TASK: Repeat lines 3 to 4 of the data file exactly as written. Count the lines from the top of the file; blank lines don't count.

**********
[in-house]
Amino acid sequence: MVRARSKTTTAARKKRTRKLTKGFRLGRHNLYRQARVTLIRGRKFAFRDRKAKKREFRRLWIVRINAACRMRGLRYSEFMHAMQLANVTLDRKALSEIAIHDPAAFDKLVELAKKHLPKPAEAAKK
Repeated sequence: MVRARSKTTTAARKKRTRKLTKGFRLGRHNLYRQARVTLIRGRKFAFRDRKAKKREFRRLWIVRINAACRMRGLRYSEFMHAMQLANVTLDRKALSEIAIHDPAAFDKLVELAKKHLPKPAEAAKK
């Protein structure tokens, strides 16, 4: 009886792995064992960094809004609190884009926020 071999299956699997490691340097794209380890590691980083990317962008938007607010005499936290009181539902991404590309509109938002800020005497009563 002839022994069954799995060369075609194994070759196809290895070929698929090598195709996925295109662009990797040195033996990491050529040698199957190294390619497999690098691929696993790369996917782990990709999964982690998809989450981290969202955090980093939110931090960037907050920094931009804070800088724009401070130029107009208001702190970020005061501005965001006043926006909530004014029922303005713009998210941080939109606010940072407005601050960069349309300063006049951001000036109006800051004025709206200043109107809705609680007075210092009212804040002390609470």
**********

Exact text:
Repeated sequence: MVRARSKTTTAARKKRTRKLTKGFRLGRHNLYRQARVTLIRGRKFAFRDRKAKKREFRRLWIVRINAACRMRGLRYSEFMHAMQLANVTLDRKALSEIAIHDPAAFDKLVELAKKHLPKPAEAAKK
């Protein structure tokens, strides 16, 4: 009886792995064992960094809004609190884009926020 071999299956699997490691340097794209380890590691980083990317962008938007607010005499936290009181539902991404590309509109938002800020005497009563 002839022994069954799995060369075609194994070759196809290895070929698929090598195709996925295109662009990797040195033996990491050529040698199957190294390619497999690098691929696993790369996917782990990709999964982690998809989450981290969202955090980093939110931090960037907050920094931009804070800088724009401070130029107009208001702190970020005061501005965001006043926006909530004014029922303005713009998210941080939109606010940072407005601050960069349309300063006049951001000036109006800051004025709206200043109107809705609680007075210092009212804040002390609470």